Hands on: Merge 6DoF Blaster review

Merge is at it again the with its latest VR-like peripheral

What is a hands on review?

Early Verdict

Merge has done it again, creating a fun and unique product that merges VR and AR technology with a whole lot of fun.


  • +

    Easy to use

  • +

    Nice AR/VR mix

  • +

    So much fun


  • -

    Form factor limits the type of game

  • -

    Very plasticky

  • -

    Not many games... yet

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No matter how immersive a VR game is, there is still the big problem of the goggles.

Yes, they are improving and yes they are getting smaller but there is no getting away from the fact that you have to strap something close to your eyes for the illusion to work.

Merge has gotten round this with its latest 'AR/VR' toy - the Merge Blaster. You may remember the company for its Merge Cube, which was released last year. It was an AR accessory that was unique and allowed you to hold the world of augmented reality in the palm of your hand.

Design and build

At first glance, the Merge Blaster isn’t as original. It’s essentially a plastic gun but one that still utilizes a phone to offer all the smarts of a VR/AR game - instead of playing through goggles, you watch your phone screen on the top.

No goggles means you can duck around the room you are in, move left and right to dodge being fired at without fear that you will smash into something - all the while playing an immersive game. That’s the theory, anyway.

TechRadar recently locked and loaded with the Merge Blaster and it is a huge amount of fun. The gun itself is oversized, colorful and, well, Nerf like. 

It’s a big plastic accessory that doesn’t actually have a great deal to it. And that’s the beauty of the thing: it’s a rather low-cost peripheral that leaves the grunt to your smartphone and the apps.

Merge are calling its device the 6DoF Blaster. This slightly clunky name refers to the ‘six degrees of freedom tracking’ technology that is built into the device. This is the same type of tracking that is found in more expensive VR units, such as the HTC Vive (and also the basis for the Sixaxis PlayStation controller). 

It’s the idea that you have freedom of movement in a 3D space, so you can look left, right, up, down - pretty much wherever you want within the game.

The beauty of the Merge Blaster is that you don’t have to use Bluetooth or, well, anything to connect the phone up to the device. Simply slot it into the top of the blaster, make sure the app is running and away you go. 

How it works is pretty simple but effective. There are a number of physical buttons that align the with the bottom part of the phone screen and when you pull any of these triggers, these buttons correspond this with what is going on in the game.


We were shown a demo of a blaster game set on a spaceship and played through this a number of times. What surprised us was how shallow the learning curve was for the game - it was practically a straight line.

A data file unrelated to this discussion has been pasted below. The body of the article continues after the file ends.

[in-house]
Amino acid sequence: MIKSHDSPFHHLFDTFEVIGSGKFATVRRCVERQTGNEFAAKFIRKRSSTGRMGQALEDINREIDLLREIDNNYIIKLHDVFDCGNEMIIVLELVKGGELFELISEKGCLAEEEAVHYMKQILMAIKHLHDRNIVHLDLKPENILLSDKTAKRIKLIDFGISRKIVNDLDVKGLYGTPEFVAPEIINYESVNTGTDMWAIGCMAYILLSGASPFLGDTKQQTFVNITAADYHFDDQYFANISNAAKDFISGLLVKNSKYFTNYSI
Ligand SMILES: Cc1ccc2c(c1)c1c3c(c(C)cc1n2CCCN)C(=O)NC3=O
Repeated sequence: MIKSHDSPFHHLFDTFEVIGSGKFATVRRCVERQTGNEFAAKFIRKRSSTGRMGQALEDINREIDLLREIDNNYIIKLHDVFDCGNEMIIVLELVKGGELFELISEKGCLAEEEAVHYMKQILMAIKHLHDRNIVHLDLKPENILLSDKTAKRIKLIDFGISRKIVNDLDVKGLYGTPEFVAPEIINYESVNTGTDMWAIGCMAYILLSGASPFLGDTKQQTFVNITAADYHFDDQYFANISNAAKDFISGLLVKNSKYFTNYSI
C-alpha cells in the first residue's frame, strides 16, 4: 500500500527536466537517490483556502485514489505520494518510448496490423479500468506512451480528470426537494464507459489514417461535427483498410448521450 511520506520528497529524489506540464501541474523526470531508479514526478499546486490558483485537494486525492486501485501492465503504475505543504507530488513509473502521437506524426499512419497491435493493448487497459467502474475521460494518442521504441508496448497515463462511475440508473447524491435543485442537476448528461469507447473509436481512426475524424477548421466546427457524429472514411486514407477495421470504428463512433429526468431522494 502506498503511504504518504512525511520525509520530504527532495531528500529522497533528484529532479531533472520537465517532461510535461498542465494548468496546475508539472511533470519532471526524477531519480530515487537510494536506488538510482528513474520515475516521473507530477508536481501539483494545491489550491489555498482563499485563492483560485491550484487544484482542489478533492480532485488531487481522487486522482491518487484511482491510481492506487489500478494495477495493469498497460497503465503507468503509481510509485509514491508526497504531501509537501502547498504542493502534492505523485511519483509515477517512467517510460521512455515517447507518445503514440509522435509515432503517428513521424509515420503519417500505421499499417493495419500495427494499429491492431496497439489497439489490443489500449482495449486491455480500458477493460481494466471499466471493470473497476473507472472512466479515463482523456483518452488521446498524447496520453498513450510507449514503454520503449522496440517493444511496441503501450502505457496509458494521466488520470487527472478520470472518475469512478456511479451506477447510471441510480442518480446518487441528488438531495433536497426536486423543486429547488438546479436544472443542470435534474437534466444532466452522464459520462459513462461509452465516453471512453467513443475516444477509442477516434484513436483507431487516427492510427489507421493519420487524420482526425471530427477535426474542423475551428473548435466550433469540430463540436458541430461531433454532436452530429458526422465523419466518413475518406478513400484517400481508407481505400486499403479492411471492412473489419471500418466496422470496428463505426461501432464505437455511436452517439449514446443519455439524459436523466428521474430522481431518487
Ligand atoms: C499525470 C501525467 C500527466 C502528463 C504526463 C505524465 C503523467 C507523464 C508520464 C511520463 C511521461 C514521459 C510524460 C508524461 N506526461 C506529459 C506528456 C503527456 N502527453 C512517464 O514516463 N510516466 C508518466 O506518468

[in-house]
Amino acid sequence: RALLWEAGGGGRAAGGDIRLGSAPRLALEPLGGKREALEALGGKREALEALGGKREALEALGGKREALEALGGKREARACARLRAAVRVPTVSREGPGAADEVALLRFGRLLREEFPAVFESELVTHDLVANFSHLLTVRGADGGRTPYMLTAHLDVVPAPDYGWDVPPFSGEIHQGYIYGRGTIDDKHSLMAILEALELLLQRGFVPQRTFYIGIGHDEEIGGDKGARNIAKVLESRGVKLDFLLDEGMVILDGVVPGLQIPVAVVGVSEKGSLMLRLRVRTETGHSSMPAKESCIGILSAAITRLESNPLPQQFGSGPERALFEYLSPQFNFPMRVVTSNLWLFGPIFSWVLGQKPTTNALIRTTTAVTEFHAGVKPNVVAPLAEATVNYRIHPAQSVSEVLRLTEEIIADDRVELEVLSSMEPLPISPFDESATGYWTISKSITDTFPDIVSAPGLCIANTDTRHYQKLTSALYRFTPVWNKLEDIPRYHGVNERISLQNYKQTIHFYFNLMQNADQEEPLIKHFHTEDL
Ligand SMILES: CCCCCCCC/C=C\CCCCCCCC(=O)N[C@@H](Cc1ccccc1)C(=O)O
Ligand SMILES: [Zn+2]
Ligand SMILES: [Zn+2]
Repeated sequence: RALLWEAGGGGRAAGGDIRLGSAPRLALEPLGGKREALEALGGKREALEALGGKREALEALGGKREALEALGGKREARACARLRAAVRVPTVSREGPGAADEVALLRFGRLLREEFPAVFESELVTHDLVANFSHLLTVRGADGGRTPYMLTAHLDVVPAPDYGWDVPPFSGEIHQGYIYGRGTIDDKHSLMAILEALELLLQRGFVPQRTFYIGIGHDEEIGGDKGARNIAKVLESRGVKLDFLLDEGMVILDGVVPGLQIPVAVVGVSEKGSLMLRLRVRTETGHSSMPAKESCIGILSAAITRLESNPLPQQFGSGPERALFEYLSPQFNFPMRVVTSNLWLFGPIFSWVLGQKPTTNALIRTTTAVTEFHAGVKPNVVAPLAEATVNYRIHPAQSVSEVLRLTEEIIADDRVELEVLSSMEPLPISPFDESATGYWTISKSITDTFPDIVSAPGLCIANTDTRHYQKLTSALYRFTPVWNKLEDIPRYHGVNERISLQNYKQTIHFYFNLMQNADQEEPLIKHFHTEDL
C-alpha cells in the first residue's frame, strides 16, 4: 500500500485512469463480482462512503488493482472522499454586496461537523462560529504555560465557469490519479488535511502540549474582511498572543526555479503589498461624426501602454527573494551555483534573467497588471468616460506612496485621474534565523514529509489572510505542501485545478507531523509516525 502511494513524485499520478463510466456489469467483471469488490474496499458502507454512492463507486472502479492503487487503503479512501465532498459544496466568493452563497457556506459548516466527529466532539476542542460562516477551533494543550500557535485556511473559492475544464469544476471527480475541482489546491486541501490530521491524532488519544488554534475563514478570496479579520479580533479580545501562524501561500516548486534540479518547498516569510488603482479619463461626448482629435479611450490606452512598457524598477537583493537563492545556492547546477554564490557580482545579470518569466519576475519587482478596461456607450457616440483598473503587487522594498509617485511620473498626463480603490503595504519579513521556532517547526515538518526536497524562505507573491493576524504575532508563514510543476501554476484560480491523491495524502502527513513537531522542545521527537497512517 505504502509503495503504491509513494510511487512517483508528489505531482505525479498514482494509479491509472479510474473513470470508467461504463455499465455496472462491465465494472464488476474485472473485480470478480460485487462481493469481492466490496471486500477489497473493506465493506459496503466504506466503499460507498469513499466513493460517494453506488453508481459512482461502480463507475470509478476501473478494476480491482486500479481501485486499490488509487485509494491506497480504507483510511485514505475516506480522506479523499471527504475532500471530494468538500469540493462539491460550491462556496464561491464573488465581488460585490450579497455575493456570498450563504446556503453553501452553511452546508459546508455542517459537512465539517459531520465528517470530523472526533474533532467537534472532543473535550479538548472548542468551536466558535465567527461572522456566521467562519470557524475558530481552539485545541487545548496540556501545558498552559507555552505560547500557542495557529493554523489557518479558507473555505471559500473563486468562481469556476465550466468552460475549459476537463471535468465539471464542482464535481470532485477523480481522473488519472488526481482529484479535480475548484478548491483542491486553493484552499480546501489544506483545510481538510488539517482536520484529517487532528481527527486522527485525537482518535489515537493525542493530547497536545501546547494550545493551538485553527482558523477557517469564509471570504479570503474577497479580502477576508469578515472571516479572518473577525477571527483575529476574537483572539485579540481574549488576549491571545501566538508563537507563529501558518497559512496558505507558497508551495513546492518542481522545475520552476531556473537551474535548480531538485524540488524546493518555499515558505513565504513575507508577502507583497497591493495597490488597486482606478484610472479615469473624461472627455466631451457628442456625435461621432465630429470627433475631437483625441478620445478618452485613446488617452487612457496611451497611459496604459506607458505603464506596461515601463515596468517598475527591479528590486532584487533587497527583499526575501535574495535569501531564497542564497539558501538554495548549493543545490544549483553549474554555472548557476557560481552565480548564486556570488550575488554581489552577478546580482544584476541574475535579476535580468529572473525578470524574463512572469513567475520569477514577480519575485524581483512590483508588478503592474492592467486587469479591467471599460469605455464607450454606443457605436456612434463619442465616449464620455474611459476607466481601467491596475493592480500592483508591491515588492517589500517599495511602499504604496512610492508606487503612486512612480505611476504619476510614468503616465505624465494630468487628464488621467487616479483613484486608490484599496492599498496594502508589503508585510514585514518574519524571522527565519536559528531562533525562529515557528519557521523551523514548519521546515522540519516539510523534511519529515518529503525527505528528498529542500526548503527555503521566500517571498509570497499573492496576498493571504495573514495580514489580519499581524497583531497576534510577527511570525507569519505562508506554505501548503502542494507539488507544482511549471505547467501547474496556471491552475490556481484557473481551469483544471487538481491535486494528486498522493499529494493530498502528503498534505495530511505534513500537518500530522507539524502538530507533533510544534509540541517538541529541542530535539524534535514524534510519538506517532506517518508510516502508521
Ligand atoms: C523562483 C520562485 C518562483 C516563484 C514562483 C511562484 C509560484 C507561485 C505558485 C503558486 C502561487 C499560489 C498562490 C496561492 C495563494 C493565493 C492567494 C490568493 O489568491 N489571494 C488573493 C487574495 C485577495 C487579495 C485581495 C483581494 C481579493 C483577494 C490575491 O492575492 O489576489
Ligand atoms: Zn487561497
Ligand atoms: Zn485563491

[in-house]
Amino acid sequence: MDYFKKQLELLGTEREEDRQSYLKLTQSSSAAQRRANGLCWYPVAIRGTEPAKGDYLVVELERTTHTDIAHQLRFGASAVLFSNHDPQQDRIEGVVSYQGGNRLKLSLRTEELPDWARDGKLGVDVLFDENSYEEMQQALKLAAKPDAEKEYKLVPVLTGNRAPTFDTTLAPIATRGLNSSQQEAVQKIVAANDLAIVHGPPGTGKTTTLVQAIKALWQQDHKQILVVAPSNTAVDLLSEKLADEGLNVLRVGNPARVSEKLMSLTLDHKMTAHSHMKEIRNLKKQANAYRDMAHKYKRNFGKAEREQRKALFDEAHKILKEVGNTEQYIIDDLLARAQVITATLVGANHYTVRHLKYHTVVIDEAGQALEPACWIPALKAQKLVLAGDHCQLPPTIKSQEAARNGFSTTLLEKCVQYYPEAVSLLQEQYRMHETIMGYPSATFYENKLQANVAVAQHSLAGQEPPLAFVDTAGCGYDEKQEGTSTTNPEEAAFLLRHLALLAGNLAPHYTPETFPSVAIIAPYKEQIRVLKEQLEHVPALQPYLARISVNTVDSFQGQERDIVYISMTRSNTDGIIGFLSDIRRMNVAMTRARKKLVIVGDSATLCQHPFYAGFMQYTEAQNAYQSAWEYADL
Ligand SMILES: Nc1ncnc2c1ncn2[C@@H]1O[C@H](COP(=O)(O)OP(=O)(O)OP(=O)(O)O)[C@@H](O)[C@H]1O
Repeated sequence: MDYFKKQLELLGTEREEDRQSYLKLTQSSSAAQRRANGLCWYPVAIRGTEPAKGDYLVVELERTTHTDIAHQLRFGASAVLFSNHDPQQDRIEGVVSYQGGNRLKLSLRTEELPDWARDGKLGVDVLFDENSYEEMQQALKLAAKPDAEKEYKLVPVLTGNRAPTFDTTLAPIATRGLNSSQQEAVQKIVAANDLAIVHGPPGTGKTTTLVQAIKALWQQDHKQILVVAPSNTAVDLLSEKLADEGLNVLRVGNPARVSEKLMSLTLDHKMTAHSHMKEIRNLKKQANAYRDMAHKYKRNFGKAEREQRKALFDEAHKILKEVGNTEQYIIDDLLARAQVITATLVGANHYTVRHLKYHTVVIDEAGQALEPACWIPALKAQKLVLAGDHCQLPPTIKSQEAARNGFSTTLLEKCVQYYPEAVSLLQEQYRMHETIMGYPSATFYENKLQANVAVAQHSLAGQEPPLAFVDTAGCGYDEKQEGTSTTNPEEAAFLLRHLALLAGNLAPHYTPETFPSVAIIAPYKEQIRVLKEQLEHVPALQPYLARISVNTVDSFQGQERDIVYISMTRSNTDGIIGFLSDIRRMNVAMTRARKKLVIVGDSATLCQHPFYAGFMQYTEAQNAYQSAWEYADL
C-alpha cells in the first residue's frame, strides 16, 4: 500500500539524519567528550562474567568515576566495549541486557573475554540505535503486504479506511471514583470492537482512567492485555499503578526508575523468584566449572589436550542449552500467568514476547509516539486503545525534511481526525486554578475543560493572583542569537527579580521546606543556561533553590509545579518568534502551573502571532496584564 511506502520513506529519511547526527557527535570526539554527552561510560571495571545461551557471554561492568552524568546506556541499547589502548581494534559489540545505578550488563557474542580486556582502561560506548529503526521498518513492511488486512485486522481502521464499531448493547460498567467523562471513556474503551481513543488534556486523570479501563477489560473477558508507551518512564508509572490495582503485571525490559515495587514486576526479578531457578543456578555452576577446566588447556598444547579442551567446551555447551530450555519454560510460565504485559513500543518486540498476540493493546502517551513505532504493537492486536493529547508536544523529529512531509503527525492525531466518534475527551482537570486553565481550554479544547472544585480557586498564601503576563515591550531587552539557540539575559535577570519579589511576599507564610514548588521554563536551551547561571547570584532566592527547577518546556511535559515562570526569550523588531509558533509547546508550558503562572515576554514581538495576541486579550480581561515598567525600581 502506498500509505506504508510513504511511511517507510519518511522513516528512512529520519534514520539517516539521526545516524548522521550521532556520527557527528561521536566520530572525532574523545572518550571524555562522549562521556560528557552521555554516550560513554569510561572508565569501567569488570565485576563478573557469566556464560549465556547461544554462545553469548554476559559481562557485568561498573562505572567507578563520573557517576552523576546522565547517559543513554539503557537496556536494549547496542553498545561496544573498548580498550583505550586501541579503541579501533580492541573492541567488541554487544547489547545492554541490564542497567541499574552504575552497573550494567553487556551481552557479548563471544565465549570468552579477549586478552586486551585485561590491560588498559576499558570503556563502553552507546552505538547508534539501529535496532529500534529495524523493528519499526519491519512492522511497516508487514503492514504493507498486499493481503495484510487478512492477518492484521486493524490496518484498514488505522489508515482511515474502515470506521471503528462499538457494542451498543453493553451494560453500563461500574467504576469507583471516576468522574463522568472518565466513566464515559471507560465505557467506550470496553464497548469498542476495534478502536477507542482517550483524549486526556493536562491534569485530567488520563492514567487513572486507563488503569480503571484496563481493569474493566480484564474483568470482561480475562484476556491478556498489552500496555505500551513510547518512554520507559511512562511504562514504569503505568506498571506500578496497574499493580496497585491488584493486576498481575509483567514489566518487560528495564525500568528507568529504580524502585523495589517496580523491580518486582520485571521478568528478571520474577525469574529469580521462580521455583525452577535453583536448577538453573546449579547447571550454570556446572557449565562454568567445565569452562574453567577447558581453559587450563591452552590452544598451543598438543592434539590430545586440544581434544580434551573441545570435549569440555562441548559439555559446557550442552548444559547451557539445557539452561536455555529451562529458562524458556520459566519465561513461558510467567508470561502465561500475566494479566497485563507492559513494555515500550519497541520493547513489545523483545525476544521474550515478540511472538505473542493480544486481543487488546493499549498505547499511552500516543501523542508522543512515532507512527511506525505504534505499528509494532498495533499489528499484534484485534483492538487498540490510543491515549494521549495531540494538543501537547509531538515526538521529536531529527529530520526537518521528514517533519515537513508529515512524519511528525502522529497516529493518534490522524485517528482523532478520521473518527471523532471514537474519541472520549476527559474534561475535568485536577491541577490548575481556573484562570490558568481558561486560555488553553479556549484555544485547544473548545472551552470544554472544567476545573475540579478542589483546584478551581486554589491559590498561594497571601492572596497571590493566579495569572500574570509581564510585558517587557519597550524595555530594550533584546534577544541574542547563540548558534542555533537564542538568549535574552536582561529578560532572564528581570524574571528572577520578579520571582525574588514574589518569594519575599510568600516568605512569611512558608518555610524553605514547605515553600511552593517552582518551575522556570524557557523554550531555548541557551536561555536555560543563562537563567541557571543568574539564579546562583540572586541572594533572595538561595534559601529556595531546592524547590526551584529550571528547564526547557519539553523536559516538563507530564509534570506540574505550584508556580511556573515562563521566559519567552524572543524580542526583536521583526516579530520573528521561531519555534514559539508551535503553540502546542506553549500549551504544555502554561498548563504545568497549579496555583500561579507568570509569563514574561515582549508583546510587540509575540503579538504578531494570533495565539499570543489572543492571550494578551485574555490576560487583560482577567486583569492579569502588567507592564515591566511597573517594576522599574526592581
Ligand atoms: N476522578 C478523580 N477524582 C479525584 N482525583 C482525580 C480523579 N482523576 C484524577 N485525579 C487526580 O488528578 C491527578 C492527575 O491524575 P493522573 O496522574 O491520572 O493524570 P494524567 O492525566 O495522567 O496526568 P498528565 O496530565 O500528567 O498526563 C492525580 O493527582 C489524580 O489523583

There we were, toy gun in hand, watching the screen and following the instructions. Shoot this person (easy) dodge this laser (a little tougher) shoot more than one person (still easy but very fun). You go through a short instructional section then you are let loose. And that’s when we started to do strange things. 

We began to hide behind real objects that were in the way of the fake ones on the screen. We moved forward a bit, swinging our arms around to another unsuspecting villain and shot them with laser beams. All the while we were zoned in on the phone screen.

Early verdict

The folks at Merge definitely have something with the Merge Blaster. The unit we played with was definitely pre-production but the form factor will be similar when it eventually is released. Price hasn’t been locked down yet but Merge is looking to be competitive within the market it’s now competing in, and that’s among the Nerfs of the world. 

The only other issue is a lack of games. Merge is remedying this by opening the Merge 6DoF Blaster SDK up to its developer network. That hopefully means when the device is launched later in the year there should be plenty of games which will turn your living room into a real-life battleground.

Marc Chacksfield

Marc Chacksfield is the Editor In Chief, Shortlist.com at DC Thomson. He started out life as a movie writer for numerous (now defunct) magazines and soon found himself online - editing a gaggle of gadget sites, including TechRadar, Digital Camera World and Tom's Guide UK. At Shortlist you'll find him mostly writing about movies and tech, so no change there then.

What is a hands on review?

Hands on reviews' are a journalist's first impressions of a piece of kit based on spending some time with it. It may be just a few moments, or a few hours. The important thing is we have been able to play with it ourselves and can give you some sense of what it's like to use, even if it's only an embryonic view. For more information, see TechRadar's Reviews Guarantee.